This is the most exciting — and promising — moment for the nation’s labor movement in decades thanks to the landmark union victories at Starbucks and Amazon, as well as the spread of union drives to well-known companies like Trader Joe’s and Apple. To find similar excitement about unions, one would have to go back to the 1930s and the victorious Flint Sit-Down strike against General Motors, which inspired a tremendous wave of strikes and union drives across the U.S.
What has made this moment even more promising for labor is the huge enthusiasm that many young workers are showing toward unions, including museum workers, nurses, journalists and graduate students, among them the 17,000 University of California grad student researchers who won union recognition in December. Two recent surveys also hold promise for labor: 74% of workers 18 to 24 say they would vote to join a union if they could, and a Gallup poll found that 77% of Americans 18 to 34 approve of unions.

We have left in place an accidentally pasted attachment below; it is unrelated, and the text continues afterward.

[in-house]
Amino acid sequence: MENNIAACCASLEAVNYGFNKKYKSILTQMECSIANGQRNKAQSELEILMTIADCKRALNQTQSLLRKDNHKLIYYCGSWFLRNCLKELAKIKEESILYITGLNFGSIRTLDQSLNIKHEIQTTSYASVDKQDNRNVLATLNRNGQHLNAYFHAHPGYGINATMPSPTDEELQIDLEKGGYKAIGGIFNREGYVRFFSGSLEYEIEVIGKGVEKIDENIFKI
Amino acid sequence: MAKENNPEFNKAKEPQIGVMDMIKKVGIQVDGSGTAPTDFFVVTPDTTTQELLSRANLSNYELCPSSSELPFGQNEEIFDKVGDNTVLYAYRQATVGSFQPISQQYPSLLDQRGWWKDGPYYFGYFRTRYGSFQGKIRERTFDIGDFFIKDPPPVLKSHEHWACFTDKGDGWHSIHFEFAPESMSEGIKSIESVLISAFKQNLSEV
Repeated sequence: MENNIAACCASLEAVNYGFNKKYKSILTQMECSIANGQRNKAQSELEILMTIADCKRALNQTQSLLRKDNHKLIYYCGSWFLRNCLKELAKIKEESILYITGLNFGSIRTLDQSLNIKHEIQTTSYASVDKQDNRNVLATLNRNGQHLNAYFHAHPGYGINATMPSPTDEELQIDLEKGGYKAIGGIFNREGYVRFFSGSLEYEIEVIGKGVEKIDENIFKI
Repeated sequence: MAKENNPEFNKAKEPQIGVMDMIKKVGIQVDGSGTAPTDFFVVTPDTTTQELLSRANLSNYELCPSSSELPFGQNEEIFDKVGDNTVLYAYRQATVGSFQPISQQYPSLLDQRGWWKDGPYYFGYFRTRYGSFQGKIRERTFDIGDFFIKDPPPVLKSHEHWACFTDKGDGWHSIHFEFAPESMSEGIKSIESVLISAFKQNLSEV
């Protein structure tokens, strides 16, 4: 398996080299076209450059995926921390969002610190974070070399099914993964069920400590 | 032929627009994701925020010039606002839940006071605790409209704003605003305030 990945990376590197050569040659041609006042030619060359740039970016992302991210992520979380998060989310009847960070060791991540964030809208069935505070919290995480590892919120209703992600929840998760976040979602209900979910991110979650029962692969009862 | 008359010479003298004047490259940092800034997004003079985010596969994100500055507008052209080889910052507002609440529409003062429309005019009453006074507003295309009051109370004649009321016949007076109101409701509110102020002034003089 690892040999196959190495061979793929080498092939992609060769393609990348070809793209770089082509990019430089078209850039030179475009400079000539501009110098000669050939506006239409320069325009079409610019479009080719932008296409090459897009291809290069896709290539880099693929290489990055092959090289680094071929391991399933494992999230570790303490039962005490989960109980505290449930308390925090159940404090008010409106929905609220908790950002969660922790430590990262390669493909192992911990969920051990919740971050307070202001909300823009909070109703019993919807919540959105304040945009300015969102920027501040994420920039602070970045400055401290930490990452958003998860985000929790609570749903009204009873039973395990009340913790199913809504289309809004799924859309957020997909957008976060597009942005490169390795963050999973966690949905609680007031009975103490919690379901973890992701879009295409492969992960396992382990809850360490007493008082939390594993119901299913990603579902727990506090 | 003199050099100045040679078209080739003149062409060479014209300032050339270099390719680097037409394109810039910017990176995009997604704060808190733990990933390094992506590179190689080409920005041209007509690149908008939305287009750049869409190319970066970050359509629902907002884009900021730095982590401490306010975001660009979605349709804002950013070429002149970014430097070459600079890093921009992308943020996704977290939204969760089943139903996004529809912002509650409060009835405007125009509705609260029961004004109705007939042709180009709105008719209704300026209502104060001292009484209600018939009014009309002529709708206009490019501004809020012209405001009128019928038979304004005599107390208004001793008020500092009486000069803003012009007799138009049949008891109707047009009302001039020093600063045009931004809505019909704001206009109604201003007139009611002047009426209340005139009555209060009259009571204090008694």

Propelled by this youthful excitement, the Starbucks union drive has gone from workers at a single Starbucks in Buffalo, N.Y., voting to unionize in December to 75 Starbucks unionized today, with workers at nearly 200 more petitioning for unionization votes. One measure of this youth-driven enthusiasm: John Logan, a labor studies professor at San Francisco State, says anti-union consultants often boast that they defeat unions 95% of the time in union votes, but Starbucks baristas have voted to unionize 90% of the time — winning 75 of 84 union elections.
Op-Ed: A new generation is reviving unions. The old guard could help